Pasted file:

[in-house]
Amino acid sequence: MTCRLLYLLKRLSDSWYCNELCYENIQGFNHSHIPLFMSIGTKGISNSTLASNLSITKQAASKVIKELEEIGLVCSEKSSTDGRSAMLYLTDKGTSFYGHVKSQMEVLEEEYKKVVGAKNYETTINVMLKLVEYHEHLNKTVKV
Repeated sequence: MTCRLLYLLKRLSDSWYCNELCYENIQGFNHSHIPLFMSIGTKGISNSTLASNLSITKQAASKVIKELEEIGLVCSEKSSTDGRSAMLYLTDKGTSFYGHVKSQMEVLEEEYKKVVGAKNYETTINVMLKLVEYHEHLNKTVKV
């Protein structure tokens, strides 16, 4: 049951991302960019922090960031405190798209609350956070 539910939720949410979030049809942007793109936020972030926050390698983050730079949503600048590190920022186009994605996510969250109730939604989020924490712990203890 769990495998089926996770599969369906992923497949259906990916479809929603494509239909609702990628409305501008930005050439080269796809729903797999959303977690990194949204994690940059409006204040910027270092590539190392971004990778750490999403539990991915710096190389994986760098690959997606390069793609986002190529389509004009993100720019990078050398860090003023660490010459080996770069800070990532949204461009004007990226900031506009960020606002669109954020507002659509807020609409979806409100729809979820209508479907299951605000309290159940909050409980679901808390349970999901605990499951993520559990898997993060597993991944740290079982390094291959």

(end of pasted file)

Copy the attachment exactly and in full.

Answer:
[in-house]
Amino acid sequence: MTCRLLYLLKRLSDSWYCNELCYENIQGFNHSHIPLFMSIGTKGISNSTLASNLSITKQAASKVIKELEEIGLVCSEKSSTDGRSAMLYLTDKGTSFYGHVKSQMEVLEEEYKKVVGAKNYETTINVMLKLVEYHEHLNKTVKV
Repeated sequence: MTCRLLYLLKRLSDSWYCNELCYENIQGFNHSHIPLFMSIGTKGISNSTLASNLSITKQAASKVIKELEEIGLVCSEKSSTDGRSAMLYLTDKGTSFYGHVKSQMEVLEEEYKKVVGAKNYETTINVMLKLVEYHEHLNKTVKV
């Protein structure tokens, strides 16, 4: 049951991302960019922090960031405190798209609350956070 539910939720949410979030049809942007793109936020972030926050390698983050730079949503600048590190920022186009994605996510969250109730939604989020924490712990203890 769990495998089926996770599969369906992923497949259906990916479809929603494509239909609702990628409305501008930005050439080269796809729903797999959303977690990194949204994690940059409006204040910027270092590539190392971004990778750490999403539990991915710096190389994986760098690959997606390069793609986002190529389509004009993100720019990078050398860090003023660490010459080996770069800070990532949204461009004007990226900031506009960020606002669109954020507002659509807020609409979806409100729809979820209508479907299951605000309290159940909050409980679901808390349970999901605990499951993520559990898997993060597993991944740290079982390094291959």